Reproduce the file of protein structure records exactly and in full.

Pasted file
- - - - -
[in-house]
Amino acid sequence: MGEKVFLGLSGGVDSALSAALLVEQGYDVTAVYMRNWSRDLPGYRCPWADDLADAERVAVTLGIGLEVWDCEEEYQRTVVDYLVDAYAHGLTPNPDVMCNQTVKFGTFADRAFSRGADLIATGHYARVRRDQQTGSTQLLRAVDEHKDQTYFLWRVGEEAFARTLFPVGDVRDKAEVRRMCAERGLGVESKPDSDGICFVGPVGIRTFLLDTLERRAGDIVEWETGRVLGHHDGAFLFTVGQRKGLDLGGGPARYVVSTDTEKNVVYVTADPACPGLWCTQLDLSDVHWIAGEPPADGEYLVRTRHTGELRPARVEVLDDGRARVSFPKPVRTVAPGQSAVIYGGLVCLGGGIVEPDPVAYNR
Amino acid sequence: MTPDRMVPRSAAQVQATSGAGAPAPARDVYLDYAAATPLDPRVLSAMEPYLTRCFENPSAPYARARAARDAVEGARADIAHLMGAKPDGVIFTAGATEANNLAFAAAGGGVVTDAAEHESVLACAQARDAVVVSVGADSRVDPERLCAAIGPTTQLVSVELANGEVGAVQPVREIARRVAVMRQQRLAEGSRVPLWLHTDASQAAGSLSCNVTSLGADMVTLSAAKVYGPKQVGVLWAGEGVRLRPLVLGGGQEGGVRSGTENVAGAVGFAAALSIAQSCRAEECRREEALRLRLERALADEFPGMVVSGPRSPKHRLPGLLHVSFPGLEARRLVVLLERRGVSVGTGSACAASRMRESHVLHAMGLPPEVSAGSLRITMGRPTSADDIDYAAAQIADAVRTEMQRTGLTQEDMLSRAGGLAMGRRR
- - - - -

[in-house]
Amino acid sequence: MGEKVFLGLSGGVDSALSAALLVEQGYDVTAVYMRNWSRDLPGYRCPWADDLADAERVAVTLGIGLEVWDCEEEYQRTVVDYLVDAYAHGLTPNPDVMCNQTVKFGTFADRAFSRGADLIATGHYARVRRDQQTGSTQLLRAVDEHKDQTYFLWRVGEEAFARTLFPVGDVRDKAEVRRMCAERGLGVESKPDSDGICFVGPVGIRTFLLDTLERRAGDIVEWETGRVLGHHDGAFLFTVGQRKGLDLGGGPARYVVSTDTEKNVVYVTADPACPGLWCTQLDLSDVHWIAGEPPADGEYLVRTRHTGELRPARVEVLDDGRARVSFPKPVRTVAPGQSAVIYGGLVCLGGGIVEPDPVAYNR
Amino acid sequence: MTPDRMVPRSAAQVQATSGAGAPAPARDVYLDYAAATPLDPRVLSAMEPYLTRCFENPSAPYARARAARDAVEGARADIAHLMGAKPDGVIFTAGATEANNLAFAAAGGGVVTDAAEHESVLACAQARDAVVVSVGADSRVDPERLCAAIGPTTQLVSVELANGEVGAVQPVREIARRVAVMRQQRLAEGSRVPLWLHTDASQAAGSLSCNVTSLGADMVTLSAAKVYGPKQVGVLWAGEGVRLRPLVLGGGQEGGVRSGTENVAGAVGFAAALSIAQSCRAEECRREEALRLRLERALADEFPGMVVSGPRSPKHRLPGLLHVSFPGLEARRLVVLLERRGVSVGTGSACAASRMRESHVLHAMGLPPEVSAGSLRITMGRPTSADDIDYAAAQIADAVRTEMQRTGLTQEDMLSRAGGLAMGRRR